In men, making sperm requires enough testosterone and the right temperature in the testes. An important study bringing together a range of research by epidemiologists Hagai Levine and Shanna Swan showed that the lowering of sperm count is a global problem.


Hagai and Swan’s study found that as sperm counts decreased, testosterone levels also decreased. We're not sure what causes the decline, but it might be because of things like being overweight, eating unhealthy food, stress, and being around harmful chemicals. Although the jury is still out on why globally there is a reduction in sperm quality it is widely suggested that it is the cumulative effects of all the factors mentioned above that are magnifying each other's negative effects.


Conditions during pregnancy may also influence sperm count. A baby in the womb can be affected by the same things that affect his mother, like unhealthy food, smoking, and being overweight. This can change the way his genes work and be passed down to his kids, this is called epigenetics. For example, a study by Istvan (2021) (Link to paper) found a link between pregnant women being exposed to certain types of chemicals at work and their sons having poor sperm quality when they grew up. They looked at chemicals that could be harmful to the endocrine system and found that when moms were exposed to pesticides, phthalates, and heavy metals, their sons had lower semen volume and sperm count.



Takeaway


If you have had trouble conceiving as a couple, it may be worth going to get your sperm checked out by a medical professional. There are many ways that doctors could help, such as IVF, surgery to remove varicocele or give you lifestyle tips to increase your sperm count naturally. It’s important to understand that having low sperm count or motility is a common issue and nothing to be ashamed of, and there are many ways to boost sperm count.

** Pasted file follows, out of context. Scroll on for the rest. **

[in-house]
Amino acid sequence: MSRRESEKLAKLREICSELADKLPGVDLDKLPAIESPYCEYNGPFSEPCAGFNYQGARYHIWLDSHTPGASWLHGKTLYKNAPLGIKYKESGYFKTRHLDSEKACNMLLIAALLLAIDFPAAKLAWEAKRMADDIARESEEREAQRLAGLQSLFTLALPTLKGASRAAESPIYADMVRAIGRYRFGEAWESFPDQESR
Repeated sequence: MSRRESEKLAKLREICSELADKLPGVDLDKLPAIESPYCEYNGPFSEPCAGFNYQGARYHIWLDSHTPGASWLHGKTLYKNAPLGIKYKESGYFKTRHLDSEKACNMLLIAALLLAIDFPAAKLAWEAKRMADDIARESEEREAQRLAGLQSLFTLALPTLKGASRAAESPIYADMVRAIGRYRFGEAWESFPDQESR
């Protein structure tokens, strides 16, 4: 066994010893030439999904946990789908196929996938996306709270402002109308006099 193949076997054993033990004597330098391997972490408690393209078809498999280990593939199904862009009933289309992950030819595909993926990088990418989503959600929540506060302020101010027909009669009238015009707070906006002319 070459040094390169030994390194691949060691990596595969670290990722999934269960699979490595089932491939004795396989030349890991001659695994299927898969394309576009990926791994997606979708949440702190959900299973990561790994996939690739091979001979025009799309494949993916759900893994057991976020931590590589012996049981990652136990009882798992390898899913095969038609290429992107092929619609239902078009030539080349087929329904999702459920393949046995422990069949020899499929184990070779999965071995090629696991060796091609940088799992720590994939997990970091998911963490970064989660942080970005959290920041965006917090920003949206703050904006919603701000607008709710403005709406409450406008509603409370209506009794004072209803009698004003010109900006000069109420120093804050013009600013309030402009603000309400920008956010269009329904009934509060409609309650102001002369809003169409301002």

Refs

  1. Deng, Z., Chen, F., Zhang, M., Lan, L., Qiao, Z., Cui, Y., An, J., Wang, N., Fan, Z., Zhao, X. and Li, X., 2016. Association between air pollution and sperm quality: a systematic review and meta-analysis. Environmental pollution, 208, pp.663-669

  2. Hagai Levine, Niels Jørgensen, Anderson Martino-Andrade, Jaime Mendiola, Dan Weksler-Derri, Maya Jolles, Rachel Pinotti, Shanna H Swan, Temporal trends in sperm count: a systematic review and meta-regression analysis of samples collected globally in the 20th and 21st centuries, Human Reproduction Update, Volume 29, Issue 2, March-April 2023, Pages 157–176, https://doi.org/10.1093/humupd/dmac035.

  3. M Istvan, R Rahban, B Dananche, A Senn, E Stettler, L Multigner, S Nef, R Garlantézec, Maternal occupational exposure to endocrine-disrupting chemicals during pregnancy and semen parameters in adulthood: results of a nationwide cross-sectional study among Swiss conscripts, Human Reproduction, Volume 36, Issue 7, July 2021, Pages 1948–1958, https://doi.org/10.1093/humrep/deab034